By Jack Holland
The year 2001 began on a familiar note. Checking my reporter’s pad for the beginning of January, I see the usual — notes on demands for the Provisional IRA to begin decommissioning and a note on Joseph Legge, a former UDA hit man, found with his throat savagely cut, the victim, apparently, of his former comrades, angry over drug money gone missing. Or so it was being said. Demands and murders and pipe bomb attacks and expressions of disillusionment over the Good Friday agreement. It was the usual fare for Northern Ireland.
There was no hint then that 2001 would turn out to be anything but the “usual” and that by the end of it the United States would have suffered the most devastating attack since 1941 — an attack the ramifications of which had a profound impact on the course of the Irish peace process.
2001 would bring many “firsts,” some of them unwanted.
It would see the first journalist murdered in the course of the conflict. Sunday World reporter Martin O’Hagan was gunned down in Lurgan at the end of September by the Red Hand Defenders — generally thought to be a cover name in that area for the Loyalist Volunteer Force.
It would see the appointment of the first Catholic to become secretary of state for Northern Ireland, Dr. John Reid. At the end of January he replaced Peter Mandelson.
Never miss an issue of The Irish Echo
Subscribe to one of our great value packages.
It would see the IRA begin decommissioning on Oct. 23, a first in the history of militant Irish republicanism.
It would bring a first in sectarian hatred in a land where it was thought every variety of that ugly malady had already appeared. Over the years men and women had been its victims, but schoolgirls? That was one of the nastiest surprises the year had for us.
2001 unveiled the spectacle of Catholic schoolgirls forced to pass through a gauntlet of vile abuse directed at them by adults, hurling obscenities, as well as rocks, balloons full of urine, and then home-made bombs. It was the beginning of September. The world watched amazed and horrified during that first week back to school for the girls of Holy Cross Primary in the Ardoyne, North Belfast. By the following week, the world itself had been sent back to school to learn another, even more terrible lesson in hatred when it saw the barbaric lengths to which fanaticism can drive those who want to kill and destroy.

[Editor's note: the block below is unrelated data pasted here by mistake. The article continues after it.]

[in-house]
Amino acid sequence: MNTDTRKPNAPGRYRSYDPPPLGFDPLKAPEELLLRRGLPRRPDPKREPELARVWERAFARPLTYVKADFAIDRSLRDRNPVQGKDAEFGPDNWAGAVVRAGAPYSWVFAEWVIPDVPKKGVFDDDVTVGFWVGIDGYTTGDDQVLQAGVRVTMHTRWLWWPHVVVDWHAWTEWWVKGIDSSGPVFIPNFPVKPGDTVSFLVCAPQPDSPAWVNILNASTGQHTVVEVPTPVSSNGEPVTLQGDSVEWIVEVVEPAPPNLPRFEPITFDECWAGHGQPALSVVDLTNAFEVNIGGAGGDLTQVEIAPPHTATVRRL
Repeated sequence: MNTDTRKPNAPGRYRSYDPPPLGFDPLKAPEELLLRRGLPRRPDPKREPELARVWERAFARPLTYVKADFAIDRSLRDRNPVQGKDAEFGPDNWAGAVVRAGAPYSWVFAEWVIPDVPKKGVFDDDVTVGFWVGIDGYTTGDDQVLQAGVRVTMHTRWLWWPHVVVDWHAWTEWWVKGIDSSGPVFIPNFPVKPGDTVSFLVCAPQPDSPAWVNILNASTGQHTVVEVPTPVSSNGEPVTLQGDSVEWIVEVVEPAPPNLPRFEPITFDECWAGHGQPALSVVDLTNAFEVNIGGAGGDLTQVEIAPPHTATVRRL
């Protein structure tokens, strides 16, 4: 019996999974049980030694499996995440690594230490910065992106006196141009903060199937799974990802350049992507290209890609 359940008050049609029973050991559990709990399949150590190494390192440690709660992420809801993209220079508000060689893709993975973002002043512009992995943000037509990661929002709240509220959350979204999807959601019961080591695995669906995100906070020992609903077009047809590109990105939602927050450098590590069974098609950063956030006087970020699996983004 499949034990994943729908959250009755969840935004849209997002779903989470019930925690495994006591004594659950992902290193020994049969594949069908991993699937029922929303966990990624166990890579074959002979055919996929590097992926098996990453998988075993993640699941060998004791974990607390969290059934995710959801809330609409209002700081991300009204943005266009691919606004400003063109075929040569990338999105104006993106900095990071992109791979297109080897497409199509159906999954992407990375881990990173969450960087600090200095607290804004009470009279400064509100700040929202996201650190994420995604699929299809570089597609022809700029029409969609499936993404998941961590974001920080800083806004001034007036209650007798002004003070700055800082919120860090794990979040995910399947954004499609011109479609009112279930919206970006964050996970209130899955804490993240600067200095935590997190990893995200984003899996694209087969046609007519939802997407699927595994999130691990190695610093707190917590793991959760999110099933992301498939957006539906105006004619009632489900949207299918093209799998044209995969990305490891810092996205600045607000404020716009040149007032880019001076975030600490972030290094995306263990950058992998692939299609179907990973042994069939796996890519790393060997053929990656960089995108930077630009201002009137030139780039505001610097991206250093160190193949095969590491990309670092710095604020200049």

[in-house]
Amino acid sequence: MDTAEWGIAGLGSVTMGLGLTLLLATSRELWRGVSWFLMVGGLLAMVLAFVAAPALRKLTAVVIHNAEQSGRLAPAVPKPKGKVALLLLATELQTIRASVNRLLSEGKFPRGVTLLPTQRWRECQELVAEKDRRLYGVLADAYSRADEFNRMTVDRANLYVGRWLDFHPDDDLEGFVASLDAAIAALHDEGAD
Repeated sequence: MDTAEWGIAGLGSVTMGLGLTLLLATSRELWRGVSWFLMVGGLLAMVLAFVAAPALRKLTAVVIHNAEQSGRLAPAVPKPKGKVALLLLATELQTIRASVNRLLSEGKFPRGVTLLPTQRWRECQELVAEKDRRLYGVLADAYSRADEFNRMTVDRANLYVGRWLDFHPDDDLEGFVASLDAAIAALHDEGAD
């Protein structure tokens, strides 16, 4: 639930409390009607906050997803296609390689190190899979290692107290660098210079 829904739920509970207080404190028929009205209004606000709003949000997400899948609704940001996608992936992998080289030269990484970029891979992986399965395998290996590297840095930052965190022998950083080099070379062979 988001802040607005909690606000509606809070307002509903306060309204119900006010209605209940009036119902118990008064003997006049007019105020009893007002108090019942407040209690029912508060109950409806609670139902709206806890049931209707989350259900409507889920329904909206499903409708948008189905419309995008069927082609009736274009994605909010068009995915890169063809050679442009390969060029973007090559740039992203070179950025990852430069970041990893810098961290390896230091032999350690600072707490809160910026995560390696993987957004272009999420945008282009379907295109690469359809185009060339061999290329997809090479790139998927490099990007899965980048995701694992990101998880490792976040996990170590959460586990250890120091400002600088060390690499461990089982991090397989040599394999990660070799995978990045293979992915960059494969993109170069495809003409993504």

There was politics, of course — but it was largely politics as usual. The Labor Party once more came thumping home with a landslide victory in June over the Tories. David Trimble threatened to resign as first minister of the power-sharing executive and carried it out on July 1, over decommissioning.
There was, however, an opportunity for breaking the political mold. A new political generation finally got a chance to take the reins in the SDLP with the resignations of its leaders, John Hume and Seamus Mallon. Mark Durkan replaced Hume. Would it be politics as usual? That remains to be seen.